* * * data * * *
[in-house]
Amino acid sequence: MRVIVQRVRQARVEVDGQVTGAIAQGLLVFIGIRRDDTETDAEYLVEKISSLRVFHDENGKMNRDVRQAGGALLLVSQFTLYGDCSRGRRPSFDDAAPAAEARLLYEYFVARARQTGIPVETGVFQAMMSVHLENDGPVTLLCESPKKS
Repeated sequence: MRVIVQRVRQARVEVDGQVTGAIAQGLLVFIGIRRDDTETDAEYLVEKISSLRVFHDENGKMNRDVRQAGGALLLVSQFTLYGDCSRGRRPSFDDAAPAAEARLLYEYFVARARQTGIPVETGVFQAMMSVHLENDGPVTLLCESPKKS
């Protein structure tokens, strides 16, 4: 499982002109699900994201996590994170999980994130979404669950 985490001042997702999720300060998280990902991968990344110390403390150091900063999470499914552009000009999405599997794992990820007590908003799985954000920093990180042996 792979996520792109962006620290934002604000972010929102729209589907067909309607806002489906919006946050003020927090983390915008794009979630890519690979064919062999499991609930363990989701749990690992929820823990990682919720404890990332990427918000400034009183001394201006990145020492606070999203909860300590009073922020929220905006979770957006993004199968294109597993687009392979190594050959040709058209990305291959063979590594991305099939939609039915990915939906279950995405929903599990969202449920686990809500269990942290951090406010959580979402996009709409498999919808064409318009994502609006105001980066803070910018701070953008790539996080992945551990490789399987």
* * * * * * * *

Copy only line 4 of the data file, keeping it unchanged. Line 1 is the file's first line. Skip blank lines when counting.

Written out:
């Protein structure tokens, strides 16, 4: 499982002109699900994201996590994170999980994130979404669950 985490001042997702999720300060998280990902991968990344110390403390150091900063999470499914552009000009999405599997794992990820007590908003799985954000920093990180042996 792979996520792109962006620290934002604000972010929102729209589907067909309607806002489906919006946050003020927090983390915008794009979630890519690979064919062999499991609930363990989701749990690992929820823990990682919720404890990332990427918000400034009183001394201006990145020492606070999203909860300590009073922020929220905006979770957006993004199968294109597993687009392979190594050959040709058209990305291959063979590594991305099939939609039915990915939906279950995405929903599990969202449920686990809500269990942290951090406010959580979402996009709409498999919808064409318009994502609006105001980066803070910018701070953008790539996080992945551990490789399987």